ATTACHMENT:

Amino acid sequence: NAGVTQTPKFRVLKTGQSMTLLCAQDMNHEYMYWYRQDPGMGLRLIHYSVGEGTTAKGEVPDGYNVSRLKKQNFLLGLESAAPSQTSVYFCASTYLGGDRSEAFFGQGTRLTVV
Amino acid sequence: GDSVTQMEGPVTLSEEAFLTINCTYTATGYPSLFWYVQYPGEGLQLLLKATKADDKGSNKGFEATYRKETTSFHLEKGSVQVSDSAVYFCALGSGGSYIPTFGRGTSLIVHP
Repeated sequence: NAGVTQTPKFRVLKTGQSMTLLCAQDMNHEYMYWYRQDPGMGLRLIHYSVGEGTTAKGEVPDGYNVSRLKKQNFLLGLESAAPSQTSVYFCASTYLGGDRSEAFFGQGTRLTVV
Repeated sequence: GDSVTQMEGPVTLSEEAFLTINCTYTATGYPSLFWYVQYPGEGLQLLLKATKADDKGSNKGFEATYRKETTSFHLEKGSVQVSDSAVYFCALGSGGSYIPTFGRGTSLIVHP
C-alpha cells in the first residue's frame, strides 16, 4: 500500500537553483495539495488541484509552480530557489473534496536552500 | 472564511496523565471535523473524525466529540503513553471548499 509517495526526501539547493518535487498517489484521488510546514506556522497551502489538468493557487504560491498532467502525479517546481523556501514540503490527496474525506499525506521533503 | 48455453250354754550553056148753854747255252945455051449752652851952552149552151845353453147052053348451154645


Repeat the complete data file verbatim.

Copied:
Amino acid sequence: NAGVTQTPKFRVLKTGQSMTLLCAQDMNHEYMYWYRQDPGMGLRLIHYSVGEGTTAKGEVPDGYNVSRLKKQNFLLGLESAAPSQTSVYFCASTYLGGDRSEAFFGQGTRLTVV
Amino acid sequence: GDSVTQMEGPVTLSEEAFLTINCTYTATGYPSLFWYVQYPGEGLQLLLKATKADDKGSNKGFEATYRKETTSFHLEKGSVQVSDSAVYFCALGSGGSYIPTFGRGTSLIVHP
Repeated sequence: NAGVTQTPKFRVLKTGQSMTLLCAQDMNHEYMYWYRQDPGMGLRLIHYSVGEGTTAKGEVPDGYNVSRLKKQNFLLGLESAAPSQTSVYFCASTYLGGDRSEAFFGQGTRLTVV
Repeated sequence: GDSVTQMEGPVTLSEEAFLTINCTYTATGYPSLFWYVQYPGEGLQLLLKATKADDKGSNKGFEATYRKETTSFHLEKGSVQVSDSAVYFCALGSGGSYIPTFGRGTSLIVHP
C-alpha cells in the first residue's frame, strides 16, 4: 500500500537553483495539495488541484509552480530557489473534496536552500 | 472564511496523565471535523473524525466529540503513553471548499 509517495526526501539547493518535487498517489484521488510546514506556522497551502489538468493557487504560491498532467502525479517546481523556501514540503490527496474525506499525506521533503 | 48455453250354754550553056148753854747255252945455051449752652851952552149552151845353453147052053348451154645